Google Safe Browsing practices guilt by association

How your Web site can get tarred with the malware brush -- and why there's little you can do about it

If you were walking into a store and got mugged, would you immediately assume that it was the store's fault or the mugger's? What if you visited a Website and immediately got hit with malware? The two situations are essentially the same, but in the latter case, most people would blame the venue rather than the attacker. In the online world, however, Google's Safe Browsing service is pointing fingers at the attack venue, not the assailant.

On most small Websites, a third-party ad network delivers the ads. The site itself has no idea what the ad is or where it originated -- the ad network is supposed to handle that information. But bad ads still slip into ad networks, and in some cases, it can take the those networks days to find the culprit. Meanwhile, the site loses its reputation. If you were visiting a site for the first time and it gave you a virus, would you go back?

[ Also on InfoWorld: Security Adviser blogger raises another question about Google's tactics in "Will Google's bounty for bugs really improve security? | Learn how to stop data leaks in an enlightening 30-minute webcast, Data Loss Prevention, which covers the tools and techniques used by experienced security pros. ]

Google has been running its Safe Browsing program for a while now. If Google crawls a Website that tries to deliver a malware payload, it marks the site as dangerous and notes some of the particulars of the attempted attack, including URL vectors and whatnot. Browsers like Firefox and Chrome pay attention to Google's ratings of particular sites and throw up warning pages before the site loads. To be sure, this protects some users from the malware -- but the site wears a scarlet letter until the warning is removed. Unfortunately, Google isn't very speedy about reviewing warnings after they've been issued.

Say you run a small Website that served some malware-laden ads delivered through a third-party ad network. Google then brands you as a malware/virus site. Suddenly your pageviews drop through the floor and your users head elsewhere.

Meanwhile, you can find neither hide nor hair of a malware menace on your site since it only exists if and when certain ads are served. You read Google's diagnostic page for your site until your eyes bleed, but you still can't find any malware on your site. So you submit the site for a review (which requires you to sign up for Google Webmaster Tools) and pray you can clear up the issue.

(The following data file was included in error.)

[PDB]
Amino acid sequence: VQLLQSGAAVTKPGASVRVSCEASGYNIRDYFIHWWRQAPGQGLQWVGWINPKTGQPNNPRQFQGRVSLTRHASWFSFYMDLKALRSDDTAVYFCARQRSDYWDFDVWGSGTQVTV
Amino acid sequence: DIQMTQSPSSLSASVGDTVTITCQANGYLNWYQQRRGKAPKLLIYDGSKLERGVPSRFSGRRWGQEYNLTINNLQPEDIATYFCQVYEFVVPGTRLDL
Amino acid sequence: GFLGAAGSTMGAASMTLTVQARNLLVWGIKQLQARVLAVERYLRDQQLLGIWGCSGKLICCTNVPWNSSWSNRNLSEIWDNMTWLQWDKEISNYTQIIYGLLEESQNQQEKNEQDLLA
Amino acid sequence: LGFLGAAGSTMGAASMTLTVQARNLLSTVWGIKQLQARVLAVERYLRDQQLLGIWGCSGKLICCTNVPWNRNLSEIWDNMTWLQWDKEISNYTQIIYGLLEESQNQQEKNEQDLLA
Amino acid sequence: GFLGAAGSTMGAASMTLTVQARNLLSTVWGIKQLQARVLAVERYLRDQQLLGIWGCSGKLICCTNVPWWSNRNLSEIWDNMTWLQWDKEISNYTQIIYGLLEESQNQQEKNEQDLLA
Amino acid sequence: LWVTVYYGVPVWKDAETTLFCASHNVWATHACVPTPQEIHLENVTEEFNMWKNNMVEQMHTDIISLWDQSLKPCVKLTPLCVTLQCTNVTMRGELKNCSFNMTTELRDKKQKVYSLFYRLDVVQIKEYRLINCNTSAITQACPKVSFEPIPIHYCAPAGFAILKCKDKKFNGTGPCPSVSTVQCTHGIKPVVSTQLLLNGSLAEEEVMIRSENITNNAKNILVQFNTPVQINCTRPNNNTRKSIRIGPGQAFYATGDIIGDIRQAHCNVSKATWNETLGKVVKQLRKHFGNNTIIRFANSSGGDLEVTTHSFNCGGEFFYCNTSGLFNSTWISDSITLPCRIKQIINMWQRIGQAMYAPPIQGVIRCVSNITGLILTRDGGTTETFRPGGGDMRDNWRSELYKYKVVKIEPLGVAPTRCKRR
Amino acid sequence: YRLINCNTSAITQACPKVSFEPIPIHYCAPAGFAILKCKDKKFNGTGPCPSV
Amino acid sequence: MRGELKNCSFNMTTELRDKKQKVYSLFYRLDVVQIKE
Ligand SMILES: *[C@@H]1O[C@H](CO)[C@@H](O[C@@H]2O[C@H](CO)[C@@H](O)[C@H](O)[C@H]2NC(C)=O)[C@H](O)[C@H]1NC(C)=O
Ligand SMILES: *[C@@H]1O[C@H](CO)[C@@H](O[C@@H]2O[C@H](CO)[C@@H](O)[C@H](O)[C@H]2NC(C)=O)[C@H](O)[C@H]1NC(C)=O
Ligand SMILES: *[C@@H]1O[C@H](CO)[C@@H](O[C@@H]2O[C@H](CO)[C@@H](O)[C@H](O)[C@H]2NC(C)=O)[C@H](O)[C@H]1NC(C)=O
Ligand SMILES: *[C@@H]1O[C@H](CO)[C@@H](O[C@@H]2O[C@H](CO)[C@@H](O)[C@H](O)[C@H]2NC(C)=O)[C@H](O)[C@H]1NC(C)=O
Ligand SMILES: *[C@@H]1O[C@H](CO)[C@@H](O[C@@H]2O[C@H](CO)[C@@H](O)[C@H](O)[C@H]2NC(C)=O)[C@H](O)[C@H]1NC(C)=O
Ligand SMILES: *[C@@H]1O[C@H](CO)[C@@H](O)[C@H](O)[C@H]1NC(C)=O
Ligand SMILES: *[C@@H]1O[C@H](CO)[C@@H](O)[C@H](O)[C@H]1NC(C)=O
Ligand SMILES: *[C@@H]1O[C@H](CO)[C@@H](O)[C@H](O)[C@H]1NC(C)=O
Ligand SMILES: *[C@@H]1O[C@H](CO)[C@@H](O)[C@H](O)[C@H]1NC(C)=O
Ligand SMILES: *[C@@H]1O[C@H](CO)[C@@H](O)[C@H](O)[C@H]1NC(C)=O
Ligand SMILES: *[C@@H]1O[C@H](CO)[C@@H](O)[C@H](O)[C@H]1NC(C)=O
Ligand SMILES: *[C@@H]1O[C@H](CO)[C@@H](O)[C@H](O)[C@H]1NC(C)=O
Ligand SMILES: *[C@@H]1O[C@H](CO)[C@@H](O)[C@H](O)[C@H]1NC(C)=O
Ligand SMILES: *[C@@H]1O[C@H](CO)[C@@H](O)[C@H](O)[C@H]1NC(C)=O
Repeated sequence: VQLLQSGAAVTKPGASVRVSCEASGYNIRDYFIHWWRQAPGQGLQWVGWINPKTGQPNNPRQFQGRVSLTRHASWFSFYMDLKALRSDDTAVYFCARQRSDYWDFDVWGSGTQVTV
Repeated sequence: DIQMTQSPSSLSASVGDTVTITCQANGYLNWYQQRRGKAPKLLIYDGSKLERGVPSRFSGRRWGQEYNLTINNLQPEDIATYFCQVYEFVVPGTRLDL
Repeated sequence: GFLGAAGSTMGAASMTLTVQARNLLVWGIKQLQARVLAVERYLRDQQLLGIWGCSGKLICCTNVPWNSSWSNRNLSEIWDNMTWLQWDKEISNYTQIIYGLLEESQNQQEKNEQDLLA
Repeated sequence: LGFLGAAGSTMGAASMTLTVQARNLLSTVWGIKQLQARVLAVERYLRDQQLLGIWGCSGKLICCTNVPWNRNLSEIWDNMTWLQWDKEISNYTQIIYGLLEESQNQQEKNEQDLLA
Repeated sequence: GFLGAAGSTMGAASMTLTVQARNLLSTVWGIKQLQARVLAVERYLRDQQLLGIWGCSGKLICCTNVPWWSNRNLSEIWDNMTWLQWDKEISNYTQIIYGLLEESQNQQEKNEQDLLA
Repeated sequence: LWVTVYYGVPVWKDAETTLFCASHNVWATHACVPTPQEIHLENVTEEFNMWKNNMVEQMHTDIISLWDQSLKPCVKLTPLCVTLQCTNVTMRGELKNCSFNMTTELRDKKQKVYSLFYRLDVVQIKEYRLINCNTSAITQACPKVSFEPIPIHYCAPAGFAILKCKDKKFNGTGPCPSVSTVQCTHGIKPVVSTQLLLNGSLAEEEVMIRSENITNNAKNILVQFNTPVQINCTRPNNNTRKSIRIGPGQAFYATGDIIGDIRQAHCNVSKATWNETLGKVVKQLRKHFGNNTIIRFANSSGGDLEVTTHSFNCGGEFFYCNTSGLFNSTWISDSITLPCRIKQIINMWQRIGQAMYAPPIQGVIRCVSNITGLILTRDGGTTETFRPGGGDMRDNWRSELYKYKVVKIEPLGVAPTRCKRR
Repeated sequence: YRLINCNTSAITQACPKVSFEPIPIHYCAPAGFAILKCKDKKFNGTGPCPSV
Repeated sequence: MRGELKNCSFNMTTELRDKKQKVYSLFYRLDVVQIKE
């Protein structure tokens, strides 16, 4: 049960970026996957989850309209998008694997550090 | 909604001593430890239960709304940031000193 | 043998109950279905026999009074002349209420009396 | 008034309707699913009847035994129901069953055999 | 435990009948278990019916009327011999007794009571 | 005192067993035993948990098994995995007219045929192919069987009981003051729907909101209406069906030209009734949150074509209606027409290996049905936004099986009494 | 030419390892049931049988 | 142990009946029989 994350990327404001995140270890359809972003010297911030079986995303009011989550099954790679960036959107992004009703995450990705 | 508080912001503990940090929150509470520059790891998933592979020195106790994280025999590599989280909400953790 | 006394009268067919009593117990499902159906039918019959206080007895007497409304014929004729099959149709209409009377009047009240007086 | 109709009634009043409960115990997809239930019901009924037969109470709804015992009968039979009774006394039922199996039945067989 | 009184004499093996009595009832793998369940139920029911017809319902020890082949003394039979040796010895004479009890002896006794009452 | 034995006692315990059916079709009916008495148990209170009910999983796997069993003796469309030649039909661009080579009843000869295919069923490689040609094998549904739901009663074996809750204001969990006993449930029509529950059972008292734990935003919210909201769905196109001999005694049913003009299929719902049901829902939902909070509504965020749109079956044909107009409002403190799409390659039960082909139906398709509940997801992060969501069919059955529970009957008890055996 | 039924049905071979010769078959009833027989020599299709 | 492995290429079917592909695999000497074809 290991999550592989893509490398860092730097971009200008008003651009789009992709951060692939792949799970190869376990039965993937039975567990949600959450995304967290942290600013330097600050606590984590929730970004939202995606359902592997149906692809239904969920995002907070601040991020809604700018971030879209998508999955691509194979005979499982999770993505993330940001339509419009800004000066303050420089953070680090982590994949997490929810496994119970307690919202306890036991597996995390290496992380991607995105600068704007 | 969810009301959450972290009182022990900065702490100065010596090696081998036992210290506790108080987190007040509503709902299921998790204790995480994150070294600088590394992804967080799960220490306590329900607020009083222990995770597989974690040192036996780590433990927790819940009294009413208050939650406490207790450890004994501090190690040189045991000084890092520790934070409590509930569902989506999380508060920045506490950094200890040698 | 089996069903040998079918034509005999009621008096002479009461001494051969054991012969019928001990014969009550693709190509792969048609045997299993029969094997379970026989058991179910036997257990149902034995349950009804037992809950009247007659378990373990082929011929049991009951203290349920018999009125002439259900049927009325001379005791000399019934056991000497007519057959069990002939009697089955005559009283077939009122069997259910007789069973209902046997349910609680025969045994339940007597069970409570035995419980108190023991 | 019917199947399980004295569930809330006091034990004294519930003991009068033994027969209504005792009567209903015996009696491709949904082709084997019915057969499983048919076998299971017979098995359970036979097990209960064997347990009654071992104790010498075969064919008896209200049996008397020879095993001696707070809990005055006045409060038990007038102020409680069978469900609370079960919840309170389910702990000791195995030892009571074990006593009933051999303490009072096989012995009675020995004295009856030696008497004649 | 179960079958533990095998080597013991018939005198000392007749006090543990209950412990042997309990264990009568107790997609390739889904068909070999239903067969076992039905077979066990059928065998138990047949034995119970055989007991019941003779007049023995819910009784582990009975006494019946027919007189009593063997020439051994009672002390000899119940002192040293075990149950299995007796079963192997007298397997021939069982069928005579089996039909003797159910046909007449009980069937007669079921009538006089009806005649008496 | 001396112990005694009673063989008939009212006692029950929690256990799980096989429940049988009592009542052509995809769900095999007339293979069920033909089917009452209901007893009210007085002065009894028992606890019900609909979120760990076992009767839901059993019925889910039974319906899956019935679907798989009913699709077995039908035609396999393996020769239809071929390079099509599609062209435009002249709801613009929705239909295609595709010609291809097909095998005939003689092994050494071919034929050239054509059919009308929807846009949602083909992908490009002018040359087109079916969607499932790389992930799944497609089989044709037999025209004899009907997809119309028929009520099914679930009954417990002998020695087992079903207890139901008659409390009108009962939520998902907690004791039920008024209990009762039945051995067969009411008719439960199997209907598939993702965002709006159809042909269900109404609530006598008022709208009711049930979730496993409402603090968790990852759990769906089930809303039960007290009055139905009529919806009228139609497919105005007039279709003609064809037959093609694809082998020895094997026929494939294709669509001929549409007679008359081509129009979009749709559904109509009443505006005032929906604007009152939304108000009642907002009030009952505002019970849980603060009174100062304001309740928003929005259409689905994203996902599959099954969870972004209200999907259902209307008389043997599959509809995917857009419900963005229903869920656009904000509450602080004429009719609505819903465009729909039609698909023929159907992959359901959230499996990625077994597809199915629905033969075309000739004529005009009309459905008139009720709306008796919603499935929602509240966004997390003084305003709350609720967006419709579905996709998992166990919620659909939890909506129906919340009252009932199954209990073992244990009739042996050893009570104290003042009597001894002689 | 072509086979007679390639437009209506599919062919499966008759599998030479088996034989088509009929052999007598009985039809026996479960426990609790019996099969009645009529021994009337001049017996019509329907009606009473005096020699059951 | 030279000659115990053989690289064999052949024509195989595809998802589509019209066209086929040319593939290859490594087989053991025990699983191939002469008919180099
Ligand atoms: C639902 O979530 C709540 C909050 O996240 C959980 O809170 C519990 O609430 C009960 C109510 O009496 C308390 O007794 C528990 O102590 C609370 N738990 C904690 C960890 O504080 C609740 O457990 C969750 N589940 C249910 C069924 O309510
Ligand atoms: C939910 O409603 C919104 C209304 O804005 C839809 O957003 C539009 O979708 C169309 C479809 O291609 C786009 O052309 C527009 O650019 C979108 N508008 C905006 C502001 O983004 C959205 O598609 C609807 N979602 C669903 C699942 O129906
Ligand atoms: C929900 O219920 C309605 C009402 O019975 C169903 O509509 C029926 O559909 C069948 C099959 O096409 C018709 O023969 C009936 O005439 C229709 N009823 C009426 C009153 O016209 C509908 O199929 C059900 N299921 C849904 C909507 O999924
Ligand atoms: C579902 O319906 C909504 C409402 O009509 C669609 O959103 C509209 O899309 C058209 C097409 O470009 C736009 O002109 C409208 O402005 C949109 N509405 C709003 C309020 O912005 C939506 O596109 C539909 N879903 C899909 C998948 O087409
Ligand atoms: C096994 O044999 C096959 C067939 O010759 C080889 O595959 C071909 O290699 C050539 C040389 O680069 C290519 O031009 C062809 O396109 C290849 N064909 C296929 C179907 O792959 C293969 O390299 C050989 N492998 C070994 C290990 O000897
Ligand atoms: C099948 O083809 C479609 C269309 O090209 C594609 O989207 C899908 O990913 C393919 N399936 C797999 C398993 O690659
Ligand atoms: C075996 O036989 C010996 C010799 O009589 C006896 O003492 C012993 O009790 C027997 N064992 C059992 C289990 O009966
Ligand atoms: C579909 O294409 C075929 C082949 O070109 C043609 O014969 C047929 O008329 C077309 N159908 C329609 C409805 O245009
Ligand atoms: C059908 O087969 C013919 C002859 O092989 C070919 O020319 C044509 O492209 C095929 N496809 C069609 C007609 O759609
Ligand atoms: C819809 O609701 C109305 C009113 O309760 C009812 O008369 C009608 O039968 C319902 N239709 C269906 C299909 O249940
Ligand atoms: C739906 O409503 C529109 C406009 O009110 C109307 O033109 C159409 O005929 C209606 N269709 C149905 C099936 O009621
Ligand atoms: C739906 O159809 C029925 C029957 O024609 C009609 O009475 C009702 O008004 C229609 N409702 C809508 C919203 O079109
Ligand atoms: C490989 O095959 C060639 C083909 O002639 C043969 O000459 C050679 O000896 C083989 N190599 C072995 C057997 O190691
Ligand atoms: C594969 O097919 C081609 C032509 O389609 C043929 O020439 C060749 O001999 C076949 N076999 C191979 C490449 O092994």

Google takes anywhere from 16 to 48 hours to review your site. If Google happens to get the same malware-injecting ad, you lose the review. If Google doesn't detect malware, it will (probably) pull down the warning pages and your traffic will (probably) pick back up.

If you're running a legitimate site, Google's well-meaning Safe Browsing service bears an unfortunate resemblance to a protection racket. Google is hanging around the entrance to your business and warning people to stay away because a mugger was lurking around the corner the other day. Want me to go away, buddy? Then sign up for Google Webmaster Tools and I'll think about it.

I realize these warnings, in aggregate, reduce the number of infections, but they also snare a vast number of legitimate sites in their nets -- and there's nothing those site owners can do about it. Also, the malware warnings are not platform-specific. If a site is serving up Windows malware, Linux and Mac users will get the same warning pages from Google even though their systems are immune to the infection.

Google's Safe Browsing is a good idea, but it needs improvement: Make it platform-specific and reduce the review time to an hour or so. It will be exponentially better for everyone.

In the meantime, I'm going to work on lobbying for a bounty on malware authors. It's always best to fix the problem at its root.

This story, "Google Safe Browsing practices guilt by association," was originally published at InfoWorld.com. Follow the latest developments in security and read more of Paul Venezia's The Deep End blog at InfoWorld.com.

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